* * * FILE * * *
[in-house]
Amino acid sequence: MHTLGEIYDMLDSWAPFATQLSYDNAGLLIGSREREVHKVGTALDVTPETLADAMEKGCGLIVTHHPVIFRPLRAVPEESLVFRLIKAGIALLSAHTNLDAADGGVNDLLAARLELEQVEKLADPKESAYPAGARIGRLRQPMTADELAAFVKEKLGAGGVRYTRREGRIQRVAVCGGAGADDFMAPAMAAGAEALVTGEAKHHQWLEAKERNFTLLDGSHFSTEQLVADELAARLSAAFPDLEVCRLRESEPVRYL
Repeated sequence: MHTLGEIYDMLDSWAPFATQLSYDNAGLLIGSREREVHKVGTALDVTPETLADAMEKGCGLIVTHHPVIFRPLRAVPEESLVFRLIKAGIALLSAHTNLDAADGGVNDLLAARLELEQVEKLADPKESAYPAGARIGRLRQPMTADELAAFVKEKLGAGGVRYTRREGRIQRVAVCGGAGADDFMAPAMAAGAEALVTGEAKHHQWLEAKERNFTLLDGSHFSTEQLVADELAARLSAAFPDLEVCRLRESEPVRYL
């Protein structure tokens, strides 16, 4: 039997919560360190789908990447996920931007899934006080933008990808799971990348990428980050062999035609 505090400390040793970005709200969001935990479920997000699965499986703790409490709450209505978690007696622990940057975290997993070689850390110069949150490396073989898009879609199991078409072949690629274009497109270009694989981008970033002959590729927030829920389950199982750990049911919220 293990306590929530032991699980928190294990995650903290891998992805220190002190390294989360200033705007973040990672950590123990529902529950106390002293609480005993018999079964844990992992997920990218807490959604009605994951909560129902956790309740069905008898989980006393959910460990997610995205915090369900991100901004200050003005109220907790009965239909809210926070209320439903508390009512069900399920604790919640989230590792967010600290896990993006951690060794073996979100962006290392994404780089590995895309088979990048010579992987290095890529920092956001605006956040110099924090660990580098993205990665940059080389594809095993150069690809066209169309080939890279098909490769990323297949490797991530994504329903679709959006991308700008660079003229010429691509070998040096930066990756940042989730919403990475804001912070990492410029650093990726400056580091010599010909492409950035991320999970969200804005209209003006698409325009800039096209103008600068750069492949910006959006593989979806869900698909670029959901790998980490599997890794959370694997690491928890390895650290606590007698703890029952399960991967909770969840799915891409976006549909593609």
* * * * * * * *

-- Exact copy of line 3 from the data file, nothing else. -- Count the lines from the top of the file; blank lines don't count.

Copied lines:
Repeated sequence: MHTLGEIYDMLDSWAPFATQLSYDNAGLLIGSREREVHKVGTALDVTPETLADAMEKGCGLIVTHHPVIFRPLRAVPEESLVFRLIKAGIALLSAHTNLDAADGGVNDLLAARLELEQVEKLADPKESAYPAGARIGRLRQPMTADELAAFVKEKLGAGGVRYTRREGRIQRVAVCGGAGADDFMAPAMAAGAEALVTGEAKHHQWLEAKERNFTLLDGSHFSTEQLVADELAARLSAAFPDLEVCRLRESEPVRYL